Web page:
The Other Football: Quality, not quantity, is path to lasting MLS success

Soccer in America continues to grow and grow. It seems like you can’t pass a field anywhere on a weekend that doesn’t have a youth game going on.

With so much grassroots soccer, one would think that our pro leagues would be robust and thriving too.

So are they? All signs point to yes.

Over the last 10 to 15 years, Major League Soccer has doubled in size, going from 10 to 20 teams – and four more slated to debut in the coming years. Its average attendance has grown to more than 21,000 per game. That’s higher than the hockey and basketball games.

Broadcast revenues have increased by 500 percent, and the buy-in for a new MLS franchise is more than 10 times the $10 million it cost a decade years ago.

"It's pretty remarkable where we are today," MLS commissioner Dan Garber said recently. "To think that we have thousands of people coming out for a rally and having a meeting with mayors, politicians, state senators from both sides of the aisle, city politicians on both sides of the aisle, pledging their support for an MLS team, CEOs of major corporations coming in and pledging their support philosophically. That's fantastic."

Garber has stated that he hopes to be at 28 teams in the 2020s.

“In the next six months, we’ve got to come together and develop a plan with our ownership to determine when we go further, because we will,” Garber said at a recent event. “We will expand beyond 24 teams. It’s not an if but a when.”

This laser-focus on expansion, however, begs the question, “Does this focus on size compromise quality?”

Detractors of this expansion model say that the MLS is banking on the “build it, and they will come” philosophy without taking into consideration that quality is as important as access in the world of soccer.

U.S. fans have been accustomed to watching European, South American and other top leagues, so it’s harder for MLS to win them over than fans of other sports. They see entertaining games, quality match-ups and top talent at every level.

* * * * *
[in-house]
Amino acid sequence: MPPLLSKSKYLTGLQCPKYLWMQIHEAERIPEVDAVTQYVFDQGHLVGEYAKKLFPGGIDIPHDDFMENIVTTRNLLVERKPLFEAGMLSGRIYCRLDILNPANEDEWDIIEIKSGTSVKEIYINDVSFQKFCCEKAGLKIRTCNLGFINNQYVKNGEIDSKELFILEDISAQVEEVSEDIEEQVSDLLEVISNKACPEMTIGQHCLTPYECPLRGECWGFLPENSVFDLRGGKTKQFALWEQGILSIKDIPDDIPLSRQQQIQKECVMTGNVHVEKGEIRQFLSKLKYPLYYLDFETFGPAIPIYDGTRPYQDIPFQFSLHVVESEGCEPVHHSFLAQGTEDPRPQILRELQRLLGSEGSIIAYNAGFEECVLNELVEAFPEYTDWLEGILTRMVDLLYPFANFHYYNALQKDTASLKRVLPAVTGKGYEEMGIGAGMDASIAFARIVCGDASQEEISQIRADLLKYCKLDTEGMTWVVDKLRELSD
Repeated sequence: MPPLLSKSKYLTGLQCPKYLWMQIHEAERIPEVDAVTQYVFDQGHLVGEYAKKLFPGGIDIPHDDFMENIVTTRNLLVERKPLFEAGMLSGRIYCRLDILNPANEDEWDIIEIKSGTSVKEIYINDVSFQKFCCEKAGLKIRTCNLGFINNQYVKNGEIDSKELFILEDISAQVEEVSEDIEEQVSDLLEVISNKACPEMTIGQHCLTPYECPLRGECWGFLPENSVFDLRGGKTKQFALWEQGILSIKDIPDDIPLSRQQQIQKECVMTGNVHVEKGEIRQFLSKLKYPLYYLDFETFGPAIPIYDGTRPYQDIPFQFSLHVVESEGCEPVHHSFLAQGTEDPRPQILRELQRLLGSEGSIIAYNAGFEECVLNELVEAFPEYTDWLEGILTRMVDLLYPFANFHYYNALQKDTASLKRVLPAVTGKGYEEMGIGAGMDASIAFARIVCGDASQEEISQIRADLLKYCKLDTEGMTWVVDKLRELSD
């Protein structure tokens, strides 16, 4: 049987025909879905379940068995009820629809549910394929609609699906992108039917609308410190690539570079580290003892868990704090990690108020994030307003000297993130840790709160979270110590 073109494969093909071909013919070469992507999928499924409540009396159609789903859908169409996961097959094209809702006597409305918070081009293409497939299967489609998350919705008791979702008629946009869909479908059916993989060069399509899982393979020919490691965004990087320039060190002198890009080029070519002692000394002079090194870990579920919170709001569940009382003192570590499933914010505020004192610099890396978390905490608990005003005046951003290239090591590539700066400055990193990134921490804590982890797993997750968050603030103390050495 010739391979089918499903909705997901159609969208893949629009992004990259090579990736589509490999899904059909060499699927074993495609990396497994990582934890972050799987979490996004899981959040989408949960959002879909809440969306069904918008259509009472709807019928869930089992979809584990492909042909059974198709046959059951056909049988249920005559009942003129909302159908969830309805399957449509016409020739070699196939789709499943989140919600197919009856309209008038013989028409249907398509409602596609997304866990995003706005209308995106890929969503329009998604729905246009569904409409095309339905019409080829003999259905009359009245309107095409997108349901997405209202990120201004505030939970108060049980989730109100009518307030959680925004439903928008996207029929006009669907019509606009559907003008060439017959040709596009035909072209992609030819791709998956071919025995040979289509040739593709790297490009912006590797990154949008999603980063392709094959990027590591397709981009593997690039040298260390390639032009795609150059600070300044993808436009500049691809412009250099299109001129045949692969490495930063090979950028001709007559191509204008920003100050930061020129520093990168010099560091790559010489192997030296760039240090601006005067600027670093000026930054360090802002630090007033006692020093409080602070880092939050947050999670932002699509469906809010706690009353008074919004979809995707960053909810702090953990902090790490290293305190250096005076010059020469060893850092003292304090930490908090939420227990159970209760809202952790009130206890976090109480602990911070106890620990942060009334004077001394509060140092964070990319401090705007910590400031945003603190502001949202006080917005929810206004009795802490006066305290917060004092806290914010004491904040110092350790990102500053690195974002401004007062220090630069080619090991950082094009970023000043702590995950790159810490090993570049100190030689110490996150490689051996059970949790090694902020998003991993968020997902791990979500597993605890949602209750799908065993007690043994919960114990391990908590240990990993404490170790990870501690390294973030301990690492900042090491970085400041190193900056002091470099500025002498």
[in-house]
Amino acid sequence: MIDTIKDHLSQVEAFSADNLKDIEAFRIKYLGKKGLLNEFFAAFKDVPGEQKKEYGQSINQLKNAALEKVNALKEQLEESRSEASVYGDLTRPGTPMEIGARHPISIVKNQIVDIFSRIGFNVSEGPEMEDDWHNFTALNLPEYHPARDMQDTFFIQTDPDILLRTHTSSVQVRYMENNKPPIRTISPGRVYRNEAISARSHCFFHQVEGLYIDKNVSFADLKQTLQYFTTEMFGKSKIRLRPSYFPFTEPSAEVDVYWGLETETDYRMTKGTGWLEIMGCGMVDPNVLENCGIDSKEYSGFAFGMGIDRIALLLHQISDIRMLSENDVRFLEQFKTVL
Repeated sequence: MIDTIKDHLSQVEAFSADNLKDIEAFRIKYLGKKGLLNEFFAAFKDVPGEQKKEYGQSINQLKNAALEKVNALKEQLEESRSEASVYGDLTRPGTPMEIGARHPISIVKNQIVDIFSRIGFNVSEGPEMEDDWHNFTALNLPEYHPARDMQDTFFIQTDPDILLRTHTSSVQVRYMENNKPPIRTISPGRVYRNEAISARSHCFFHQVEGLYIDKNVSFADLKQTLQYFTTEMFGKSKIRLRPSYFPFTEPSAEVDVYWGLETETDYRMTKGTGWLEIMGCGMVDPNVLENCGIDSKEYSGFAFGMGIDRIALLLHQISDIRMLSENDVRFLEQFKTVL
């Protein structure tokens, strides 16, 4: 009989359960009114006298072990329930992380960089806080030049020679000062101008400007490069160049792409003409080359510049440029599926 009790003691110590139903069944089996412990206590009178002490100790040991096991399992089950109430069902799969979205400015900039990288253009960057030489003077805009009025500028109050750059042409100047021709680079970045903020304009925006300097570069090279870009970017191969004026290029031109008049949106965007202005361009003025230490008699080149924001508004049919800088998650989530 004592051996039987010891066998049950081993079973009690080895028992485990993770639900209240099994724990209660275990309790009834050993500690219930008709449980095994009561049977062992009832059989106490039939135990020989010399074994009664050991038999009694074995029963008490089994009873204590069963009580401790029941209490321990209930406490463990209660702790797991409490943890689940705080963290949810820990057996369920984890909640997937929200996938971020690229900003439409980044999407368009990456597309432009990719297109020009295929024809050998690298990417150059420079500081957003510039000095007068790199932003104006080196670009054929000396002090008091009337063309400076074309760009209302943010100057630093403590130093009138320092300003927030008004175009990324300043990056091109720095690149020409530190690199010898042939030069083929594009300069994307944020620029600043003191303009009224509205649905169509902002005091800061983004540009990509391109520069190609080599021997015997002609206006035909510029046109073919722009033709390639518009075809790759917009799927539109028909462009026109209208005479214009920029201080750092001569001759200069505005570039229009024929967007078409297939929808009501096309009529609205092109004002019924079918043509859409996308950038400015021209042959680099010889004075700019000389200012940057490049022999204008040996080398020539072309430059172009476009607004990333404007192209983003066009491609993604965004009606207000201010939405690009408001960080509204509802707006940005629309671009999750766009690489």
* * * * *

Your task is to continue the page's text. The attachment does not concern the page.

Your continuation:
This does not exist at the MLS – yet. And the fear here is that without a quality product, no matter how many teams there are, fans will be let down and resist attending or watching.

The ray of hope is that while the league is expanding, talented players are being developed. Youth soccer has never been more popular, and, with a bit of luck, by 2020 there could be a glut of talented players that will have a place to play top soccer without having to leave the country.

Garber certainly seems to think so, and for the sake of soccer in U.S., we hope so.

But American soccer cannot handle another collapse like that of North American Soccer League.

At its peak from 1978 to 1980, the old NASL reached 24 teams and a peak per-game attendance of more than 14,000 fans – numbers not far from those of MLS today. But many of the league’s franchises were in fragile financial footing, and by 1984, the league’s last, only 9 teams remained.

Garber keeps talking about making MLS growing to compete with the best leagues in the world, but he isn’t going to achieve that through expansion alone, and the MLS has never solved its main problem. The level of play simply is not up to par with European leagues – or Mexico’s Liga MX, for that matter.

It’s quality of play that makes those leagues what they are, not the number of teams in them. Fewer teams of better quality would draw more diehard soccer fans into the MLS. Dilution simply drags the process out.

Growth is good, of course, but it is coming at the expense of excellence. Let’s hope the MLS and Garber can understand that, or the future they envision may never come to pass.

Video of the week

There are goal of the year candidates … and then, courtesy of Javi Gómez of the Spanish third-division team UD Socuéllamos, there is the winner.